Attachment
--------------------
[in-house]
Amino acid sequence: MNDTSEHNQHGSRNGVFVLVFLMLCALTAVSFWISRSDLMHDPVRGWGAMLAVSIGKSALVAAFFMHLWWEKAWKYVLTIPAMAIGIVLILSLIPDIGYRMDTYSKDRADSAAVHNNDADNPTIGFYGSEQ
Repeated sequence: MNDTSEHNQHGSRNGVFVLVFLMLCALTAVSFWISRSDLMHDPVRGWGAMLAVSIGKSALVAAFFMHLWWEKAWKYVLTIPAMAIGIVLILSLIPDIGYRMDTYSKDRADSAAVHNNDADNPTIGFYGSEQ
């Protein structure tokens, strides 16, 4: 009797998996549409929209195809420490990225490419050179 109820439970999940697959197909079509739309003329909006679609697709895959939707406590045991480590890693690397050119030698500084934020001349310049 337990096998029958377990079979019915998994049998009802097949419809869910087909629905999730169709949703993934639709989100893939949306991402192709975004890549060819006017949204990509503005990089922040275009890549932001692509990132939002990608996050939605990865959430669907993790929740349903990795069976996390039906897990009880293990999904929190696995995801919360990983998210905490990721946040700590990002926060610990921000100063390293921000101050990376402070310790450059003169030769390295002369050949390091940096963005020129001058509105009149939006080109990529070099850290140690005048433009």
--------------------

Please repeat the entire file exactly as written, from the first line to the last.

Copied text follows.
[in-house]
Amino acid sequence: MNDTSEHNQHGSRNGVFVLVFLMLCALTAVSFWISRSDLMHDPVRGWGAMLAVSIGKSALVAAFFMHLWWEKAWKYVLTIPAMAIGIVLILSLIPDIGYRMDTYSKDRADSAAVHNNDADNPTIGFYGSEQ
Repeated sequence: MNDTSEHNQHGSRNGVFVLVFLMLCALTAVSFWISRSDLMHDPVRGWGAMLAVSIGKSALVAAFFMHLWWEKAWKYVLTIPAMAIGIVLILSLIPDIGYRMDTYSKDRADSAAVHNNDADNPTIGFYGSEQ
């Protein structure tokens, strides 16, 4: 009797998996549409929209195809420490990225490419050179 109820439970999940697959197909079509739309003329909006679609697709895959939707406590045991480590890693690397050119030698500084934020001349310049 337990096998029958377990079979019915998994049998009802097949419809869910087909629905999730169709949703993934639709989100893939949306991402192709975004890549060819006017949204990509503005990089922040275009890549932001692509990132939002990608996050939605990865959430669907993790929740349903990795069976996390039906897990009880293990999904929190696995995801919360990983998210905490990721946040700590990002926060610990921000100063390293921000101050990376402070310790450059003169030769390295002369050949390091940096963005020129001058509105009149939006080109990529070099850290140690005048433009």